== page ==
The current security context in Eastern Europe has prompted the Czech Republic to undergo a staggering US$ 4.5 billion modernisation programme of its armed forces. The key focus areas for its Air Force encompass the upgrade and procurement of transport aircraft and combat drones, and the improvement of its fighter jets’ communications systems, in order to enhance their interoperability with NATO Air Forces.
Ahead of Air Power Eastern Europe 2019, Defence IQ delved into its Air Force modernisation programme, as it accounts for 20% of the Czech Republic defence spending, one of the largest in the area. In this article, Colonel Jan Susekar, Director, Future Development Office, Czech MOD, in charge of the planning of future Air Force capabilities shares his insights on the priorities of the Air Force and the main challenges they are encountering.
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Benefits of downloading the article:
- Know the top modernisation priorities of the Czech Air Force, who will be attending Air Power Eastern Europe 2019
- Learn more about acquisition and upgrade programmes that will help the Czech Air Force revamp their air power capabilities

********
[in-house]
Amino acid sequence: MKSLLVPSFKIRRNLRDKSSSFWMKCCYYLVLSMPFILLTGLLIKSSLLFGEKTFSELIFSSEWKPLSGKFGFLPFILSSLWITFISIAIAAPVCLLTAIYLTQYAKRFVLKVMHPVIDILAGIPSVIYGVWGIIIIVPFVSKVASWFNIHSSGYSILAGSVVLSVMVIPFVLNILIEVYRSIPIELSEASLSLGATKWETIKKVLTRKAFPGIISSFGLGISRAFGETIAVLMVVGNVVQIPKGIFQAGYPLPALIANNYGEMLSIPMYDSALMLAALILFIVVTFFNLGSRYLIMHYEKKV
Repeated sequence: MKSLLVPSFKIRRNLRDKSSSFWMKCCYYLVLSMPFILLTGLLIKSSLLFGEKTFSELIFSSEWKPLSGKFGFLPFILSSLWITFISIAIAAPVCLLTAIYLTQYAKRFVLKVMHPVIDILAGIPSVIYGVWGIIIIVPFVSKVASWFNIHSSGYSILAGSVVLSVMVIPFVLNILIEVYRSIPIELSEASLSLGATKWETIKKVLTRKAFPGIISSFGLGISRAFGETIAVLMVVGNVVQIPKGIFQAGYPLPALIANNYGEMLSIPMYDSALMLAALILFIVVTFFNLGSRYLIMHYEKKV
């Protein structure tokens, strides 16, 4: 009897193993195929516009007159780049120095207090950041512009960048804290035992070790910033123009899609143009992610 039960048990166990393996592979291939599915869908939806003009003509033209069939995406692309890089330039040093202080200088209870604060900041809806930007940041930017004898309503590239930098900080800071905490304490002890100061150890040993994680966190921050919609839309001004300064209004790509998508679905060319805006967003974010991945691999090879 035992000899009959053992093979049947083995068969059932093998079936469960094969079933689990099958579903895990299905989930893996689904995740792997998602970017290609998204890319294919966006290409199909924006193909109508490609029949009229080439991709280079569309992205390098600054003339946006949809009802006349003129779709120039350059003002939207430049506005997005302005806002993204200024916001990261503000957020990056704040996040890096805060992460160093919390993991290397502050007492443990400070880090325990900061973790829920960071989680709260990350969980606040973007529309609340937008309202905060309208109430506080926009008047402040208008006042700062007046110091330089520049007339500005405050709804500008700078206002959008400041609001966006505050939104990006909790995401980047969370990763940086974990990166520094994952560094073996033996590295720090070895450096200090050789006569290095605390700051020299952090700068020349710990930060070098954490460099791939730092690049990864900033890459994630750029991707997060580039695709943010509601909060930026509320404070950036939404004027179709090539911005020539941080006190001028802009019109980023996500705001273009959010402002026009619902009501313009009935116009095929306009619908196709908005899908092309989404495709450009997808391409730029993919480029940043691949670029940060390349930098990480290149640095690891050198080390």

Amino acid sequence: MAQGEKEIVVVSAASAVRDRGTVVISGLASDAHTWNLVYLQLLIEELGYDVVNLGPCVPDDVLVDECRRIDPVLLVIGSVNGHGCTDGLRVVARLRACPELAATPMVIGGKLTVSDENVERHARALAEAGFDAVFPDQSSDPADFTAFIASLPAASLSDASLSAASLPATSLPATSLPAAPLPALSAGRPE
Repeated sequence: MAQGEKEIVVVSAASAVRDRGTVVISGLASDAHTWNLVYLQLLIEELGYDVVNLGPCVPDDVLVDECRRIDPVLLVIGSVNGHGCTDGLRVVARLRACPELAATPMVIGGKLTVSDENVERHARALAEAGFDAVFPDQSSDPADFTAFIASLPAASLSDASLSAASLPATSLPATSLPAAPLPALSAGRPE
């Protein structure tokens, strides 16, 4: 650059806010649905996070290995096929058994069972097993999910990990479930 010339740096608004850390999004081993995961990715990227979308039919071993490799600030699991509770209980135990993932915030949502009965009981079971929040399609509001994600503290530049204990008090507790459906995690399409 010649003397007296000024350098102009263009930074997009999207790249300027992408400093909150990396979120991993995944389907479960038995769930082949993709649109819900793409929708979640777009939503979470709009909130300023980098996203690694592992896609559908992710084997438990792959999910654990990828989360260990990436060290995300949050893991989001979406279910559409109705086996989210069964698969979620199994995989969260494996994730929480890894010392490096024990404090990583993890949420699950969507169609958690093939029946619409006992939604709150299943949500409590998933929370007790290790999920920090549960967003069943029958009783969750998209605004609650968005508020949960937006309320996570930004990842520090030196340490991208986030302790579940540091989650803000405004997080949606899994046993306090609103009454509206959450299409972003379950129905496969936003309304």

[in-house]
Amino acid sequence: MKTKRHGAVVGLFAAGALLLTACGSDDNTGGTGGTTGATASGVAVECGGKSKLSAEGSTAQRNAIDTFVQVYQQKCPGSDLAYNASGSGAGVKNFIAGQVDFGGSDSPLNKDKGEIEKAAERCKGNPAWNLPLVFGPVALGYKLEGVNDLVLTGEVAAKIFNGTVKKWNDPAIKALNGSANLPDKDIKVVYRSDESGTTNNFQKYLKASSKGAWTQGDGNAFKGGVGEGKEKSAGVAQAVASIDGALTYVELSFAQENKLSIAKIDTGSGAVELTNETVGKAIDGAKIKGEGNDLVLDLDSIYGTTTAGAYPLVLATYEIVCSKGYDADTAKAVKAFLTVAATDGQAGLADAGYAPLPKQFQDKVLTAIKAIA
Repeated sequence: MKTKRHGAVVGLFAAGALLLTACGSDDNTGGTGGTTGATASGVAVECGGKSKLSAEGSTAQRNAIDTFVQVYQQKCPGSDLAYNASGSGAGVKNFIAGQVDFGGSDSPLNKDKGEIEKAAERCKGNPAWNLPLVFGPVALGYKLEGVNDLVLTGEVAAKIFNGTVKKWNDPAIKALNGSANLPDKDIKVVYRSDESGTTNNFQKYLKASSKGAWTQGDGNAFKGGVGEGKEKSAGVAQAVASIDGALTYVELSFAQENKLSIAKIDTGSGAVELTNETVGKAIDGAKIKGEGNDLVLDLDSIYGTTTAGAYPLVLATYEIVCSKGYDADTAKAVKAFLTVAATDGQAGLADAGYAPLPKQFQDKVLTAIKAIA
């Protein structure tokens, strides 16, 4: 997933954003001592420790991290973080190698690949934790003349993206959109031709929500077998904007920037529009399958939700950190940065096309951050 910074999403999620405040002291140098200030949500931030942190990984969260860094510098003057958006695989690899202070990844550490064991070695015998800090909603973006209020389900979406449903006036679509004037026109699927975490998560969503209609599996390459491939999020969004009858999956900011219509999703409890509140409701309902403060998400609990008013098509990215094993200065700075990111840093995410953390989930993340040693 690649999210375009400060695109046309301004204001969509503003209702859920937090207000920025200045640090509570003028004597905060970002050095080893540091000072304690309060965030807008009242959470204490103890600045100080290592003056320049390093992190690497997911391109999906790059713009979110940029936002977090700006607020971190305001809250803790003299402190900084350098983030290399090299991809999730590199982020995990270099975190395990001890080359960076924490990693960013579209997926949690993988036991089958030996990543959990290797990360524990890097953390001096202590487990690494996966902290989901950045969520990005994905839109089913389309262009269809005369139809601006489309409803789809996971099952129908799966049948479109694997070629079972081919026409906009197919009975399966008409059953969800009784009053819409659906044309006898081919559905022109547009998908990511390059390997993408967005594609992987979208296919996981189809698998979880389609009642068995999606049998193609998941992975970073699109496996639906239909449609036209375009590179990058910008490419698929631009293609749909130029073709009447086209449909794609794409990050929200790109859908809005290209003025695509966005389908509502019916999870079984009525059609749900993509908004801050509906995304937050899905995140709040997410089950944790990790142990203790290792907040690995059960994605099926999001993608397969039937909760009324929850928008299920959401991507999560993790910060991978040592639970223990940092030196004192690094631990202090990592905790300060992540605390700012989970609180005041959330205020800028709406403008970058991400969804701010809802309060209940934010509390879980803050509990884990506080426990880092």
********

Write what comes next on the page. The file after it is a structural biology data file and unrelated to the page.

The Czech Republic will be represented by Colonel Jaroslav Mika, Deputy Base Commander, Caslacv Tactical Air Base at Air Power Eastern Europe 2019, where he will talk about cyber resilience of key onboard systems and C2 infrastructure. The conference, officially supported by the Austrian Air Force, will feature on its speaker panel representatives from Ukraine, the UK, Bulgaria, Poland, NATO Air Command, Bosnia and Herzegovina, the US, Sweden and Latvia. You can download the full agenda here.
The themes covered in this article will be the key focus of Air Power Eastern Europe 2019, as Eastern European nations will gather to discuss the development of future warfare and logistics capabilities to ensure collective regional security through effective air dominance in the multi-domain environment.
Did you know 52.9% of European Air Forces currently have a critical need for pilot training? Ahead of this year’s Air Power Eastern Europe conference, Defence IQ surveyed experts from European Air Forces, consultancies, Ministries of Defence and Industry on what they need to overcome pilot training challenges.